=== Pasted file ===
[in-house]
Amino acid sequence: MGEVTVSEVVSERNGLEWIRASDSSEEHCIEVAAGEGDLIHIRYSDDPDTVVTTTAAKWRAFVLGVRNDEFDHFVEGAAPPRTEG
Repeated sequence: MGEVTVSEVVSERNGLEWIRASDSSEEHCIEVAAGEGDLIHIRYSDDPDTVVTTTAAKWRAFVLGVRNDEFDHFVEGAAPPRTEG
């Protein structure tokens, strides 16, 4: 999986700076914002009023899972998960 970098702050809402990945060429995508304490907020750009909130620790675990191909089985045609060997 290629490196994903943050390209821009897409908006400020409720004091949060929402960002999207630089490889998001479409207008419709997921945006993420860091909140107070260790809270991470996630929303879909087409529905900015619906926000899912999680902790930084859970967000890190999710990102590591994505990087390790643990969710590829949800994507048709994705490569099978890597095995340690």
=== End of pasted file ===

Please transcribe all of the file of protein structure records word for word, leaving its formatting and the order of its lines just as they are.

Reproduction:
[in-house]
Amino acid sequence: MGEVTVSEVVSERNGLEWIRASDSSEEHCIEVAAGEGDLIHIRYSDDPDTVVTTTAAKWRAFVLGVRNDEFDHFVEGAAPPRTEG
Repeated sequence: MGEVTVSEVVSERNGLEWIRASDSSEEHCIEVAAGEGDLIHIRYSDDPDTVVTTTAAKWRAFVLGVRNDEFDHFVEGAAPPRTEG
């Protein structure tokens, strides 16, 4: 999986700076914002009023899972998960 970098702050809402990945060429995508304490907020750009909130620790675990191909089985045609060997 290629490196994903943050390209821009897409908006400020409720004091949060929402960002999207630089490889998001479409207008419709997921945006993420860091909140107070260790809270991470996630929303879909087409529905900015619906926000899912999680902790930084859970967000890190999710990102590591994505990087390790643990969710590829949800994507048709994705490569099978890597095995340690």